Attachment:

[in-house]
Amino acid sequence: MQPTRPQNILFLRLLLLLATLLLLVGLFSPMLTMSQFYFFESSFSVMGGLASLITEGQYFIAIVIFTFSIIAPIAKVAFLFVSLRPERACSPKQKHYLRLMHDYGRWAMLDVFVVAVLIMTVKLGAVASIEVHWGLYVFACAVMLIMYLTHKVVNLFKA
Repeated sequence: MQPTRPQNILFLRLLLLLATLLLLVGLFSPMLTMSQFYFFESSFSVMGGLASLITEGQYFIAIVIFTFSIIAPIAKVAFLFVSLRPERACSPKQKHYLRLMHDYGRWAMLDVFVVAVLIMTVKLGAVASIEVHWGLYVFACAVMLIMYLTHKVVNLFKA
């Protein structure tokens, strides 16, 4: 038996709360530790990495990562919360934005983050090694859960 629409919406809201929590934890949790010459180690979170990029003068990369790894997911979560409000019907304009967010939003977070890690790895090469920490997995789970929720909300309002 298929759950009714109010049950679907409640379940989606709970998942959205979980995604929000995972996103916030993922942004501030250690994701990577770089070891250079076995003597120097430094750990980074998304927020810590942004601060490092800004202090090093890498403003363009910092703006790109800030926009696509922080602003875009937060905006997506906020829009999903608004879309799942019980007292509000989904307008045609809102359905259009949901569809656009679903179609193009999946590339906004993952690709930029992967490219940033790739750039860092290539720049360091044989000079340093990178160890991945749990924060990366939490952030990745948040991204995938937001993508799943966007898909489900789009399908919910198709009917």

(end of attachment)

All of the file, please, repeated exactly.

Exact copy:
[in-house]
Amino acid sequence: MQPTRPQNILFLRLLLLLATLLLLVGLFSPMLTMSQFYFFESSFSVMGGLASLITEGQYFIAIVIFTFSIIAPIAKVAFLFVSLRPERACSPKQKHYLRLMHDYGRWAMLDVFVVAVLIMTVKLGAVASIEVHWGLYVFACAVMLIMYLTHKVVNLFKA
Repeated sequence: MQPTRPQNILFLRLLLLLATLLLLVGLFSPMLTMSQFYFFESSFSVMGGLASLITEGQYFIAIVIFTFSIIAPIAKVAFLFVSLRPERACSPKQKHYLRLMHDYGRWAMLDVFVVAVLIMTVKLGAVASIEVHWGLYVFACAVMLIMYLTHKVVNLFKA
């Protein structure tokens, strides 16, 4: 038996709360530790990495990562919360934005983050090694859960 629409919406809201929590934890949790010459180690979170990029003068990369790894997911979560409000019907304009967010939003977070890690790895090469920490997995789970929720909300309002 298929759950009714109010049950679907409640379940989606709970998942959205979980995604929000995972996103916030993922942004501030250690994701990577770089070891250079076995003597120097430094750990980074998304927020810590942004601060490092800004202090090093890498403003363009910092703006790109800030926009696509922080602003875009937060905006997506906020829009999903608004879309799942019980007292509000989904307008045609809102359905259009949901569809656009679903179609193009999946590339906004993952690709930029992967490219940033790739750039860092290539720049360091044989000079340093990178160890991945749990924060990366939490952030990745948040991204995938937001993508799943966007898909489900789009399908919910198709009917």